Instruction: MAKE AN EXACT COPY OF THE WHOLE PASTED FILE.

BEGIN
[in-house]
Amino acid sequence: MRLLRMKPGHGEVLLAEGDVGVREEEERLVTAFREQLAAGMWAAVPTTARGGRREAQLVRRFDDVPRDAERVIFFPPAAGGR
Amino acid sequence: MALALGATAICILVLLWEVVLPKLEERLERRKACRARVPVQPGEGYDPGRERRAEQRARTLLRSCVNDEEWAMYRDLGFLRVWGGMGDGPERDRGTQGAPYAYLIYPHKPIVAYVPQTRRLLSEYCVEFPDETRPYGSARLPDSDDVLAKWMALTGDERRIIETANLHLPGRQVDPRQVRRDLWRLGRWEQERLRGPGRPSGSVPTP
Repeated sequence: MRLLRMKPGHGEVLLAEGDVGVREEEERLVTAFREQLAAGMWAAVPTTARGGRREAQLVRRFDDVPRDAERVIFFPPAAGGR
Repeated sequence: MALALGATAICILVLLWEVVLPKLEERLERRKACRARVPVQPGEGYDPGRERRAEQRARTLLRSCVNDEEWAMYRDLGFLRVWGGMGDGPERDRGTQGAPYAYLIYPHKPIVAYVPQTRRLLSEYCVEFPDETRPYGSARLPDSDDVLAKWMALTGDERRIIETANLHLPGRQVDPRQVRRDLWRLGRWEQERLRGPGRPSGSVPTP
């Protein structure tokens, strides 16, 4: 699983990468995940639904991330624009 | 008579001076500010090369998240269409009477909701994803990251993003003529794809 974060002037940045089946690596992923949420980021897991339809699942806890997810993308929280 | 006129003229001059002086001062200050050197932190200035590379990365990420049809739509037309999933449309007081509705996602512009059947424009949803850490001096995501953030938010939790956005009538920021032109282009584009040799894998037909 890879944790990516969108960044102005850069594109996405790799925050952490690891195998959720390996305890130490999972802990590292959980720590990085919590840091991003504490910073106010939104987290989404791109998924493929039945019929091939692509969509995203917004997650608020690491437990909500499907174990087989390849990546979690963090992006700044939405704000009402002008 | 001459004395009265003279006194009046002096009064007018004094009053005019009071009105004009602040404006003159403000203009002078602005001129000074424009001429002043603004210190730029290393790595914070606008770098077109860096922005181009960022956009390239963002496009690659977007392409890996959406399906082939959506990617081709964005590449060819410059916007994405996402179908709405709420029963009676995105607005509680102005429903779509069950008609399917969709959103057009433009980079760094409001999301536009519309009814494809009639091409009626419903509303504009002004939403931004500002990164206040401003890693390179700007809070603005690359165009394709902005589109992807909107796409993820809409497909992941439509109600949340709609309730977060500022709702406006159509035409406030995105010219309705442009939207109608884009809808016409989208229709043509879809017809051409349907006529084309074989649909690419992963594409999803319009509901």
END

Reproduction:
[in-house]
Amino acid sequence: MRLLRMKPGHGEVLLAEGDVGVREEEERLVTAFREQLAAGMWAAVPTTARGGRREAQLVRRFDDVPRDAERVIFFPPAAGGR
Amino acid sequence: MALALGATAICILVLLWEVVLPKLEERLERRKACRARVPVQPGEGYDPGRERRAEQRARTLLRSCVNDEEWAMYRDLGFLRVWGGMGDGPERDRGTQGAPYAYLIYPHKPIVAYVPQTRRLLSEYCVEFPDETRPYGSARLPDSDDVLAKWMALTGDERRIIETANLHLPGRQVDPRQVRRDLWRLGRWEQERLRGPGRPSGSVPTP
Repeated sequence: MRLLRMKPGHGEVLLAEGDVGVREEEERLVTAFREQLAAGMWAAVPTTARGGRREAQLVRRFDDVPRDAERVIFFPPAAGGR
Repeated sequence: MALALGATAICILVLLWEVVLPKLEERLERRKACRARVPVQPGEGYDPGRERRAEQRARTLLRSCVNDEEWAMYRDLGFLRVWGGMGDGPERDRGTQGAPYAYLIYPHKPIVAYVPQTRRLLSEYCVEFPDETRPYGSARLPDSDDVLAKWMALTGDERRIIETANLHLPGRQVDPRQVRRDLWRLGRWEQERLRGPGRPSGSVPTP
């Protein structure tokens, strides 16, 4: 699983990468995940639904991330624009 | 008579001076500010090369998240269409009477909701994803990251993003003529794809 974060002037940045089946690596992923949420980021897991339809699942806890997810993308929280 | 006129003229001059002086001062200050050197932190200035590379990365990420049809739509037309999933449309007081509705996602512009059947424009949803850490001096995501953030938010939790956005009538920021032109282009584009040799894998037909 890879944790990516969108960044102005850069594109996405790799925050952490690891195998959720390996305890130490999972802990590292959980720590990085919590840091991003504490910073106010939104987290989404791109998924493929039945019929091939692509969509995203917004997650608020690491437990909500499907174990087989390849990546979690963090992006700044939405704000009402002008 | 001459004395009265003279006194009046002096009064007018004094009053005019009071009105004009602040404006003159403000203009002078602005001129000074424009001429002043603004210190730029290393790595914070606008770098077109860096922005181009960022956009390239963002496009690659977007392409890996959406399906082939959506990617081709964005590449060819410059916007994405996402179908709405709420029963009676995105607005509680102005429903779509069950008609399917969709959103057009433009980079760094409001999301536009519309009814494809009639091409009626419903509303504009002004939403931004500002990164206040401003890693390179700007809070603005690359165009394709902005589109992807909107796409993820809409497909992941439509109600949340709609309730977060500022709702406006159509035409406030995105010219309705442009939207109608884009809808016409989208229709043509879809017809051409349907006529084309074989649909690419992963594409999803319009509901």